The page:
These are just a few of the Rome’s outstanding churches, many dating back to the Middle Ages or even earlier. While the selections chosen here are all outstanding examples, this list is by no means exhaustive. It’s closer to the truth to say that there are countless churches filled with priceless artistic treasures in Rome, and the average traveler will likely view just a small sample of the riches that lie within the Eternal City.
St. Peter’s Basilica, Vatican
Of all the churches in Rome, travelers are most likely to visit this one, and for good reason. As the world’s most famous church (and epicenter of the Catholic Church), its artistic treasures are legendary. Michelangelo’s Sistine Chapel alone is likely the most important work of Renaissance art ever created.
San Giovanni in Laterno
Known for its giant statues of Christ and his twelve apostles, San Giovanni is Rome’s official cathedral and "Church of Popes." The Baroque interior was designed by Barromini, who modeled it on St. Peter’s Basilica. Under the portico, visitors will find a statue of the Emperor Constantine, who donated the land on which the church was built. Its bronze doors date to the age of the Forum in Rome, and the wooden table at the altar is believed to have been used by St. Peter himself.
Santa Maria, Trastevere
With its stunning Byzantine mosaics, this 12th century church welcomes visitors with its frescoes of the "Wise and Foolish Virgins," which tell the legend of the discovery of oil on this site, thought to have happened in 39 BC. Inside, the "Fons Olii" marks the spot where the oil first flowed. The main attraction of Santa Maria, however, are its golden mosaics by Pietro Cavallini ("The Life of the Virgin") behind its altar, dating to 1291, which mark a turning point in art’s development by their use of perspective. This is undoubtedly one of Rome’s oldest churches, and its visually arresting giant columns were taken from ancient Roman temples. The gilded ceiling is a later addition (1617) designed by Domenichino.
Santa Maria supra Minerva
This Gothic church is famed for its frescoes by Fra Filippino Lippi and "Risen Christ" by the painter Michelangelo. As indicated by the church’s name, this structure was built atop an ancient temple to the goddess Minerva, by the Dominicans in 1280. Under the main altar lies the tomb of St. Catherine of Siena, and the church is also the final resting place for the famed artist Fra Angelico. Outside, look for Bernini’s charming elephant statue.
Once the chapel of the Collegio Romano, this dazzling fantasy of a church is a Baroque spectacle that is meant to counterbalance the 17th century’s Counter Reformation impulses. The largest Jesuit church in Rome, which honors the order’s patron saint, it contains Fra Andrea Pozzo’s famous "Allegory of the Missionary Work of the Jesuits" (1691-1694). What is truly stunning about Sant’Ignazio (in addition to its gilt ceilings and bejeweled interior) is the use of trump l’oeil to create the illusion of a dome, where there is none. Standing on a marble disk marking the spot inside the church, visitors are able to get the maximum effect of the illusion.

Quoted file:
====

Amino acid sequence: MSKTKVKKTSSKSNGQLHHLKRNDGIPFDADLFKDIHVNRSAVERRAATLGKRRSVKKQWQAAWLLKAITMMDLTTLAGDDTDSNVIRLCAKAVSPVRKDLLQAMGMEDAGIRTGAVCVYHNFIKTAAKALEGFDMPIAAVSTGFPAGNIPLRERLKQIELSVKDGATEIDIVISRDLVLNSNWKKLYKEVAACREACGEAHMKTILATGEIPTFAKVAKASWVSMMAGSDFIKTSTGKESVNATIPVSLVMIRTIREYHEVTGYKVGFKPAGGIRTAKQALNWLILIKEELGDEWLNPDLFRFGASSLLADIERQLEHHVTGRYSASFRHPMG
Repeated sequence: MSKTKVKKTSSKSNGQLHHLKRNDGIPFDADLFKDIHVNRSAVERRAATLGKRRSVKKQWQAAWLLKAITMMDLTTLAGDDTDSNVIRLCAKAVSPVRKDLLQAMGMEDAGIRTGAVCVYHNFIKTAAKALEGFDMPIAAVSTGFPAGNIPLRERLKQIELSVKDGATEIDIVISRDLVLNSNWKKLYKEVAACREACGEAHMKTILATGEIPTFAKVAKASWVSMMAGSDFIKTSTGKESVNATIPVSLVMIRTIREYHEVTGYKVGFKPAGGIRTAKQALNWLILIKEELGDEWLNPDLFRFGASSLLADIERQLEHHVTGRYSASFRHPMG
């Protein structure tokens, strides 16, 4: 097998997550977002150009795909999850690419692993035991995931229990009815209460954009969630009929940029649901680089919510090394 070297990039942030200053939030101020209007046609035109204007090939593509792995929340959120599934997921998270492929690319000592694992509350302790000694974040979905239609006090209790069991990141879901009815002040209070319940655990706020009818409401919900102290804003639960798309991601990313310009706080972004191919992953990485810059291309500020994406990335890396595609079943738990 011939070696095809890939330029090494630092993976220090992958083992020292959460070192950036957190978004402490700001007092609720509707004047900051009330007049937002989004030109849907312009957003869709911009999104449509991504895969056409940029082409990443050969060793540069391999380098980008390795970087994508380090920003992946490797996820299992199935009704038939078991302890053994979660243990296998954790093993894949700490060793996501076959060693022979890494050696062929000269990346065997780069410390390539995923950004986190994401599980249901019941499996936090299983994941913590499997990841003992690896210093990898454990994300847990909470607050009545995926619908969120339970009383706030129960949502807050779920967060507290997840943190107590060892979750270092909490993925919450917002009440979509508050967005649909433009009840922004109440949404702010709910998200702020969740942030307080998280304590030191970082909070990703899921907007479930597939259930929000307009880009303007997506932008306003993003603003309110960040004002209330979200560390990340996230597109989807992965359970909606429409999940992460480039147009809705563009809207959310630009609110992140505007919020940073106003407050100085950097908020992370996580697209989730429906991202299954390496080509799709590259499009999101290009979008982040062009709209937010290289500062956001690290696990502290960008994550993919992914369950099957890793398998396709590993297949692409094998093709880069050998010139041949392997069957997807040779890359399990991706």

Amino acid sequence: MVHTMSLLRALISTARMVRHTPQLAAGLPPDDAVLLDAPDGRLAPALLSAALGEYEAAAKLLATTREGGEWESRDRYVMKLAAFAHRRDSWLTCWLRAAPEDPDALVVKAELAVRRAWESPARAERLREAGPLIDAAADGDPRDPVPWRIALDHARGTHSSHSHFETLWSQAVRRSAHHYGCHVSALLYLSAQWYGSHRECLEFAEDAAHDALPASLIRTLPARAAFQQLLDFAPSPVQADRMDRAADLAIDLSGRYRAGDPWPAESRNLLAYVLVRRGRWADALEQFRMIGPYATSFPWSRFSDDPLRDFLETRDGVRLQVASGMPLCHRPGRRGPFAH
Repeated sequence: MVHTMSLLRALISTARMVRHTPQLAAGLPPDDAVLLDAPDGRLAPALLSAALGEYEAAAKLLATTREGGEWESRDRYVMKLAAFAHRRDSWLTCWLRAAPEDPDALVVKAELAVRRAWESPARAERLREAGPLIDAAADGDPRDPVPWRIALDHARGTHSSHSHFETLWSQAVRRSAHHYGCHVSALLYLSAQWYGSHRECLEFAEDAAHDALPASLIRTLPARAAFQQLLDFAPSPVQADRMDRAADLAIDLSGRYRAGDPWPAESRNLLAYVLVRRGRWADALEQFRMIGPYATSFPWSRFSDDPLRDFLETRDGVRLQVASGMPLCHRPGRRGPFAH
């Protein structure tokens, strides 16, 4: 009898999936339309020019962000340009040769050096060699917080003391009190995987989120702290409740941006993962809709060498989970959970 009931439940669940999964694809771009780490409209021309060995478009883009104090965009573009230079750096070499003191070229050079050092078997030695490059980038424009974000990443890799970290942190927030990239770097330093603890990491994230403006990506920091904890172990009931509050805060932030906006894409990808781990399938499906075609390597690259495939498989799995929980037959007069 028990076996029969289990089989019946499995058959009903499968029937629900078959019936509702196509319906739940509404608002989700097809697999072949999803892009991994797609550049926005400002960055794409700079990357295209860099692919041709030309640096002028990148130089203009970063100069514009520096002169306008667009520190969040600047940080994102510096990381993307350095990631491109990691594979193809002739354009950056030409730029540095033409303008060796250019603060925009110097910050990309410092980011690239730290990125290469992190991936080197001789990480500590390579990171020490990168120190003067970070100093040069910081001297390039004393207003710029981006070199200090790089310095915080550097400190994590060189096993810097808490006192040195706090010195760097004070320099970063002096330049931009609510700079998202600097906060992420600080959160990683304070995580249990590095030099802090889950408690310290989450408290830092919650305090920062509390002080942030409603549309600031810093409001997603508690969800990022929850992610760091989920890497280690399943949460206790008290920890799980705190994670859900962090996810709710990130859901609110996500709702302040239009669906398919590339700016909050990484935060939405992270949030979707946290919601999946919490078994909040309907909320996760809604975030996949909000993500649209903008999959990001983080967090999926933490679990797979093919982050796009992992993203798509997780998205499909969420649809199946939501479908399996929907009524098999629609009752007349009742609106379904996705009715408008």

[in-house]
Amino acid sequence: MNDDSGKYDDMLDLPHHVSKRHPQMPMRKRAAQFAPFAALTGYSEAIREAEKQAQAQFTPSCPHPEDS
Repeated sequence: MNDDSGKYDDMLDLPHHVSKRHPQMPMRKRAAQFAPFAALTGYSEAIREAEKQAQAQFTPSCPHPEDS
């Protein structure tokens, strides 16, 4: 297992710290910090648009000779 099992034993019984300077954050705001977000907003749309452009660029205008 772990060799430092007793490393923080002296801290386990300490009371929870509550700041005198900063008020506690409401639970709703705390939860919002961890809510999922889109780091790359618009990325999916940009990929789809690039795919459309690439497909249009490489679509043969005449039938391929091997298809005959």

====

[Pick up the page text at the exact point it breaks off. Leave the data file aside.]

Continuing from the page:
Santa Maria, Cosmedin
Originally built in the 6th century for the city’s Greek population, this Roman church is perhaps most famous for another reason. Its portico is the location of a stone fragment, "Bocca della Verita" (Mouth of Truth), which legend has will crush the hand of any liar in its stony grasp. The church’s interior is moody Medieval, a Romanesque creation. Located across from what was once an Ancient Roman cattle market (later a spot for public executions), this church has a haunting quality.
Santa Maria, Aracoeli
Designed in 1348 to celebrate the end of the Black Death in Europe, this Romanesque-Gothic church is located on Capitoline Hill at the end of a 137-step entrance. These stairs are where Gibbon is said to have been inspired to write his famous tome about the decline and fall of the Roman Empire. The church is built on the site of an Ancient Roman temple, dedicated to Juno Moneta and housed a mint (hence, the origin of the word money from "moneta"). According to legend, a female prophet predicted the coming of a "Redeemer" to the Emperor Augustus, and he in turn built the "Ara Coeli" (Altar of Heaven). Today the church of Santa Maria is best known for its "Santa Bambino" (a wooden replica of a 15th century Baby Jesus statue).
This church is half basilica, half archaeological site, sitting atop of a 2nd century temple to the pagan god, Mithras. The upper church dates to the 12th century, and is famous for its mosaics and marble choir screens decorated with Early Christian symbols, such as vines, doves, and fish.
As apparent from just the brief descriptions of these magnificent structures, many of the city’s most stunning churches reveal rich layers of its history. No matter what time of year visitors come to Rome to visit these unique buildings, it’s clear that they are in for some awesome exploration.